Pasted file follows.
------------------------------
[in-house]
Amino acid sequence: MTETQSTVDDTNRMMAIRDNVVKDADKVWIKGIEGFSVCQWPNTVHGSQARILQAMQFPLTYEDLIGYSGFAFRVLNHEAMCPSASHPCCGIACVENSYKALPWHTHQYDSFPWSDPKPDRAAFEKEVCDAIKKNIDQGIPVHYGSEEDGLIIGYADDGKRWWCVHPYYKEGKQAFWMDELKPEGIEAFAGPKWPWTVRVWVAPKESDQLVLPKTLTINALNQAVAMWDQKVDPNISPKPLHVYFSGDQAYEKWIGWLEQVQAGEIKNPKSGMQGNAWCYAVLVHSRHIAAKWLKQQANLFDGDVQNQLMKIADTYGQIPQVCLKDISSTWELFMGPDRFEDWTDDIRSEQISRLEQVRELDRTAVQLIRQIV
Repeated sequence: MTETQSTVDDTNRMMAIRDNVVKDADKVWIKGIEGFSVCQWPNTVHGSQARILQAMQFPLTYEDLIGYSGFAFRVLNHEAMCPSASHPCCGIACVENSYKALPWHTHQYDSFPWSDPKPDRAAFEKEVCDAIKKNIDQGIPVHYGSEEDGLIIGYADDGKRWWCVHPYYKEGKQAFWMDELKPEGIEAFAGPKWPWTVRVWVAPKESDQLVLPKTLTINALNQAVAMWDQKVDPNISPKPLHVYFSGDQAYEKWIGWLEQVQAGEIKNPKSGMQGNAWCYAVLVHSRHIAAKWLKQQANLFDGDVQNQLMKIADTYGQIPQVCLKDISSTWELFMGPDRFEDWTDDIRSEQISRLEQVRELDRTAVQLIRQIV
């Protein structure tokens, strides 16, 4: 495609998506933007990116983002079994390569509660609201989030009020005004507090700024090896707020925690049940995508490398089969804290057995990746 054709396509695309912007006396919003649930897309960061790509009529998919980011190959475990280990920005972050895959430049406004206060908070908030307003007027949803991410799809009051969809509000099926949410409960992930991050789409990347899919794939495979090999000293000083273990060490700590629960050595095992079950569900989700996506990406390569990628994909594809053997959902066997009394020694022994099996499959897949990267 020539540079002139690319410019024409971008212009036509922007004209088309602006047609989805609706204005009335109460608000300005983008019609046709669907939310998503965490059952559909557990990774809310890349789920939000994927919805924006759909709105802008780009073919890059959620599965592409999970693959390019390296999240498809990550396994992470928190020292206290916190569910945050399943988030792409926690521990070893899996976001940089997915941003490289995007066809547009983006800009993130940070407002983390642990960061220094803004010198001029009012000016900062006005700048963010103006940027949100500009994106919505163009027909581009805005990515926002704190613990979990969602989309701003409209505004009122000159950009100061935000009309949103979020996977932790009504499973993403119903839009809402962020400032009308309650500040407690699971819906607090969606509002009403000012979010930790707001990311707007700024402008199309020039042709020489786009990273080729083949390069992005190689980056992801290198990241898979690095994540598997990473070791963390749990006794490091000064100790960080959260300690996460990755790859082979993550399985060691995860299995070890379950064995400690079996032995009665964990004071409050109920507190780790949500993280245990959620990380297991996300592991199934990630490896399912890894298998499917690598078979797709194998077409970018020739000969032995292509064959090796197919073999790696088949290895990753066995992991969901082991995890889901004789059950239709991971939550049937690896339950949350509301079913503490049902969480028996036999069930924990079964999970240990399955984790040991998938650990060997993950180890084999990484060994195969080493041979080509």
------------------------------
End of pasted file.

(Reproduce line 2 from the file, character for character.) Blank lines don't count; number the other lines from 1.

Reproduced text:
Amino acid sequence: MTETQSTVDDTNRMMAIRDNVVKDADKVWIKGIEGFSVCQWPNTVHGSQARILQAMQFPLTYEDLIGYSGFAFRVLNHEAMCPSASHPCCGIACVENSYKALPWHTHQYDSFPWSDPKPDRAAFEKEVCDAIKKNIDQGIPVHYGSEEDGLIIGYADDGKRWWCVHPYYKEGKQAFWMDELKPEGIEAFAGPKWPWTVRVWVAPKESDQLVLPKTLTINALNQAVAMWDQKVDPNISPKPLHVYFSGDQAYEKWIGWLEQVQAGEIKNPKSGMQGNAWCYAVLVHSRHIAAKWLKQQANLFDGDVQNQLMKIADTYGQIPQVCLKDISSTWELFMGPDRFEDWTDDIRSEQISRLEQVRELDRTAVQLIRQIV